London, UK — The cost of generating power from solar photovoltaic (PV) systems has steadily fallen over the last 10 years – a PV system now costs about half of what it did in 1998 – while the projected costs of constructing new nuclear plants have ballooned.
Developments in solar technology and manufacturing processes combined with a steady increase in demand are causing the reduction in costs and that decline is expected to continue. The average price of a PV module in 2010 was US$1.50/W and by mid-year that figure is expected to drop to a maximum of $1.10/W.
Research in the US has concluded that the costs of solar power and nuclear have reached a point of ‘Historic Crossover’. A paper from Duke University in North Carolina, ‘Solar and Nuclear Costs – The Historic Crossover, Solar Energy is Now the Better Buy‘, concludes: ‘Here in North Carolina, solar electricity, once the most expensive of the “renewables” has become cheaper than electricity from new nuclear plants’.
Authors John Blackburn and Sam Cunningham write:
The state’s largest utilities are holding on tenaciously to plans dominated by massive investments in new, risky and ever-more-costly nuclear plants, while they limit or reject offers of more solar electricity. Those utilities seem oblivious to the real trends in energy economics and technology that are occurring in competitive markets. It is true that solar electricity enjoys tax benefits which, at the moment, help lower costs to customers. However, since the late 1990s the trend of cost decline in solar technology has been so great that solar electricity is fully expected to be cost-competitive without subsidies within the decade. Nuclear plants likewise benefit from various subsidies – and have so benefitted throughout their history.
They predicted the price of nuclear generation to be 16 – 18 US cents/W, as compared to solar PV at 14 US cents/W by the end of last year.
The situation is very similar in the UK, for example. We can predict with some confidence that solar power generation will be cheaper than nuclear in the UK by the time that a proposed new generation of nuclear reactors are operational, unlikely before 2020.
Rather than a new generation of nuclear reactors, the future requires a mix of technologies with renewable, existing nuclear and other technologies being able to provide a sustainable solution. Solar PV’s time is now coming of age with predictions of 30% of the world’s energy coming from PV by 2050. Nuclear electricity’s strength is being able to provide CO2-free base load electricity to the grid. By 2050 large-scale economic storage of electricity will be possible and we will no longer need base load power stations, or possibly even a grid.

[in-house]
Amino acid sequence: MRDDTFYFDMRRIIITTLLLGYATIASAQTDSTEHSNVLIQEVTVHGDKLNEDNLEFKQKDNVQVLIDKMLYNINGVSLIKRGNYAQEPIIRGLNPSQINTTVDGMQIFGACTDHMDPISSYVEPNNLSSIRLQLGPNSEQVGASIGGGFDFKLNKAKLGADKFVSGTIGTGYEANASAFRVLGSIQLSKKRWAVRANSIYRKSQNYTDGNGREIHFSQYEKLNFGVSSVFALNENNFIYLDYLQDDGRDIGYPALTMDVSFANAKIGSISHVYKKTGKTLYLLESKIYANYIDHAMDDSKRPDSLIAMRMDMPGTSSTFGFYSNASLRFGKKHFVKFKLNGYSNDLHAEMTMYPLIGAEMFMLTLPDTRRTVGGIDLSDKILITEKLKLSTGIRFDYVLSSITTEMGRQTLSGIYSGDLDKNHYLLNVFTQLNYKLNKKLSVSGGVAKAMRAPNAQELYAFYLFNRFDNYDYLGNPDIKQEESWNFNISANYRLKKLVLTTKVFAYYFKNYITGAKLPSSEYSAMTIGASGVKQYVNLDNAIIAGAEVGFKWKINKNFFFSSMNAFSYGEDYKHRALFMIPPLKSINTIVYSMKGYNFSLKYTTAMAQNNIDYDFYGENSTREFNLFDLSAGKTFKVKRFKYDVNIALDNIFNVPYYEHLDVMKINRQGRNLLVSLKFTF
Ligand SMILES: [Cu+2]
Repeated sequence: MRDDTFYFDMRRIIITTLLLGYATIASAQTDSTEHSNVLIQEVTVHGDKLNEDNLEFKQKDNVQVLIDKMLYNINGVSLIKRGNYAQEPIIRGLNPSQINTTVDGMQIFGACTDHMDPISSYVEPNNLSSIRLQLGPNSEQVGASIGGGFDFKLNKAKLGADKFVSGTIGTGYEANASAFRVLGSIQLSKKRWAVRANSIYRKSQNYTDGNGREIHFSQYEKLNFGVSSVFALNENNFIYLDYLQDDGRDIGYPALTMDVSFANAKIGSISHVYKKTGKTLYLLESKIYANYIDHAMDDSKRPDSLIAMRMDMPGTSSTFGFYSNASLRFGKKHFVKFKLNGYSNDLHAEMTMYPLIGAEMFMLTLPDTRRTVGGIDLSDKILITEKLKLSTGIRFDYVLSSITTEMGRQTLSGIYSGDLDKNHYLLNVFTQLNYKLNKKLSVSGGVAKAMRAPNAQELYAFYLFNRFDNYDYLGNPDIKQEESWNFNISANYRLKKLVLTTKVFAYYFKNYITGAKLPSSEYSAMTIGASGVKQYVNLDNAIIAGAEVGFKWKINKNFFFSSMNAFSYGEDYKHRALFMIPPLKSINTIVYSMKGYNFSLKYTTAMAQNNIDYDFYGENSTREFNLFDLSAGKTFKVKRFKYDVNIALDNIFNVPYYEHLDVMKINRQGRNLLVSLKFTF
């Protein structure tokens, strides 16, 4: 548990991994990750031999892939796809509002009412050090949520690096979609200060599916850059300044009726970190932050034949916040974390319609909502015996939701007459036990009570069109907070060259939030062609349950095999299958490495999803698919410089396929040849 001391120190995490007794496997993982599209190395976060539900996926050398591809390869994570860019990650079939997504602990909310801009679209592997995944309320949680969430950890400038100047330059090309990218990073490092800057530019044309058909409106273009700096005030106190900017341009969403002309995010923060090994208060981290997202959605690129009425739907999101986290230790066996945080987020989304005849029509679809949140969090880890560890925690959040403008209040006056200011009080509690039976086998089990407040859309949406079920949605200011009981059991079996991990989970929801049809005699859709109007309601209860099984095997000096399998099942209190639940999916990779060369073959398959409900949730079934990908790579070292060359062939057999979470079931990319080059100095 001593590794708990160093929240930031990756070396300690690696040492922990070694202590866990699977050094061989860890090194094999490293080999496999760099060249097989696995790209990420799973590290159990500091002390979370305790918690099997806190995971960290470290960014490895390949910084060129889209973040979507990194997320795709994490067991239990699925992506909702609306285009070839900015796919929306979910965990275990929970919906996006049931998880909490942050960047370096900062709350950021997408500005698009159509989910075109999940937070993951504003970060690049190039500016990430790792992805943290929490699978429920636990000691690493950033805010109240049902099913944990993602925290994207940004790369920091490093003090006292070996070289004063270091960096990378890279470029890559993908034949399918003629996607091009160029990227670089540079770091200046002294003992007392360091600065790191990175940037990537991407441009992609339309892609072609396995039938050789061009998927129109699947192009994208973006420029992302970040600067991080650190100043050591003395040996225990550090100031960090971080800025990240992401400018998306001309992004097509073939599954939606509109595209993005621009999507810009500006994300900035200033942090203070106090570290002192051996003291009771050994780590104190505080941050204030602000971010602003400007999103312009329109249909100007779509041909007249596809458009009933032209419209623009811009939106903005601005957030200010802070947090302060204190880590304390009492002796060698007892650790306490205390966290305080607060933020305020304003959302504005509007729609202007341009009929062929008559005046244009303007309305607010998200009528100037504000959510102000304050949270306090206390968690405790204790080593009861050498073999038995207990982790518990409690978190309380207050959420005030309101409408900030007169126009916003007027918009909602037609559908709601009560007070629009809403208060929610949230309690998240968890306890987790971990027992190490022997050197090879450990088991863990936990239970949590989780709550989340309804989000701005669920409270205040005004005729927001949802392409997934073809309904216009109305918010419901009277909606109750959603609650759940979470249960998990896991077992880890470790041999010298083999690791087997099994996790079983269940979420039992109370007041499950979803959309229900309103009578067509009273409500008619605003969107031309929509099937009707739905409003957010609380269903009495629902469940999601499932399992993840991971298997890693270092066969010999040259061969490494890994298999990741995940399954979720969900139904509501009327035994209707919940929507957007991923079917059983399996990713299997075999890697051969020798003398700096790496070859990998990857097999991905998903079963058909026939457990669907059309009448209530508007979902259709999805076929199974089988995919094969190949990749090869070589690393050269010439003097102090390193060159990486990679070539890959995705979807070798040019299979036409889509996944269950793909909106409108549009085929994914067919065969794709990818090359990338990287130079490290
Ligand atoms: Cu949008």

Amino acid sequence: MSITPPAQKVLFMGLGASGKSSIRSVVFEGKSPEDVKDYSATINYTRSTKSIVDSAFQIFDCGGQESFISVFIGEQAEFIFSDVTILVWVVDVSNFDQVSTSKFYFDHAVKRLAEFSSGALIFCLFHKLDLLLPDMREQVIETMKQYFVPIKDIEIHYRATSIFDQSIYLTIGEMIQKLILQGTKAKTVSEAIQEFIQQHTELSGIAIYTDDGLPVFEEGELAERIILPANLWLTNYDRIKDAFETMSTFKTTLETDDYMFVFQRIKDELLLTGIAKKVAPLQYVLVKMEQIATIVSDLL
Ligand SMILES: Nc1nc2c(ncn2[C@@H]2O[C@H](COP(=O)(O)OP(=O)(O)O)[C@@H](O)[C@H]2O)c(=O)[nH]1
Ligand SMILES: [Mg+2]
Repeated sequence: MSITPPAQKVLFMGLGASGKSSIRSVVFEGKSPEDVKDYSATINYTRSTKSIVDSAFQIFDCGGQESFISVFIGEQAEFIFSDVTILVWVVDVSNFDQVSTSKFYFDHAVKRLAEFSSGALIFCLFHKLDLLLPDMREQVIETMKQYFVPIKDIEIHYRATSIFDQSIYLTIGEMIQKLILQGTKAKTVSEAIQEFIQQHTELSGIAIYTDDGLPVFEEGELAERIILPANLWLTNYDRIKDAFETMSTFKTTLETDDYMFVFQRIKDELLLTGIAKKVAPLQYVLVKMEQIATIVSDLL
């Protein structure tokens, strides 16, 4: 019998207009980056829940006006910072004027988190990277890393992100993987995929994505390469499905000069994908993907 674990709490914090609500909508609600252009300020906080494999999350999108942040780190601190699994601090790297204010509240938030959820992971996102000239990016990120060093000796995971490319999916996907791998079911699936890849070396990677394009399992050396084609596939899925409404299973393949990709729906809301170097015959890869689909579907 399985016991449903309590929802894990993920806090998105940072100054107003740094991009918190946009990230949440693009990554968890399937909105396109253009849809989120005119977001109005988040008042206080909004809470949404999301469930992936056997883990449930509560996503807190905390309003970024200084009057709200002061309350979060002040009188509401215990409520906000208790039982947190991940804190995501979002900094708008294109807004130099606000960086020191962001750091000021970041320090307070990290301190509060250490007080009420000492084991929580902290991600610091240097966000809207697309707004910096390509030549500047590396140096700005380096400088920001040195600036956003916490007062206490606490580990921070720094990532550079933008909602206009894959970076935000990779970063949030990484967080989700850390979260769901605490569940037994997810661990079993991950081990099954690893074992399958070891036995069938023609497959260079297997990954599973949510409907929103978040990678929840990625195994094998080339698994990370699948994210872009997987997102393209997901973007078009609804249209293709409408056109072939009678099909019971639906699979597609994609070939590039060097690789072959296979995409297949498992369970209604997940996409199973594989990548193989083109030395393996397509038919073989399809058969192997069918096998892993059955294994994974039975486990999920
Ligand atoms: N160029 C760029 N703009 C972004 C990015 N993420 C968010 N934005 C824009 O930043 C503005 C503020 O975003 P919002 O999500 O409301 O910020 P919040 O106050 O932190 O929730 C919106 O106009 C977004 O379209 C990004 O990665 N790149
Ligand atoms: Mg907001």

It is inevitable that future power bills will rise as new technologies are adopted which conform to Europe’s carbon reduction commitment. But solar power companies, like mO3 – which plans to install 1 GW of solar PV in the UK – can dramatically help governments with the massive ‘catch-up’ on renewables that they shall have to embark on. In the UK, for example, we are a very long way behind the forward-thinking government in Germany, where the PV industry is generally regarded as the largest and most developed in the world. It is vital that the British and other governments offer long-term support so that, as in Germany, solar can achieve its full potential.
Just before voters in Bern, Switzerland, vote on building a new nuclear power plant, one company, Megasol, has proposed putting solar panels on 16,000 roofs instead. The 48 km² of solar panelling would be cheaper than building the new reactor at Mühleberg, according to Megasol.
As a low carbon proposition, solar power has a better cost of ownership than any other renewable on the market, not just nuclear. The government in the UK should mirror the other leading countries in Europe and wake up to the fact that solar is a serious contender and give the industry the credit it deserves both in the domestic and large-scale market and allow the managed proliferation of solar energy to play its part in the future of the UK.
Ken Moss is CEO of solar power development company mo3 Power.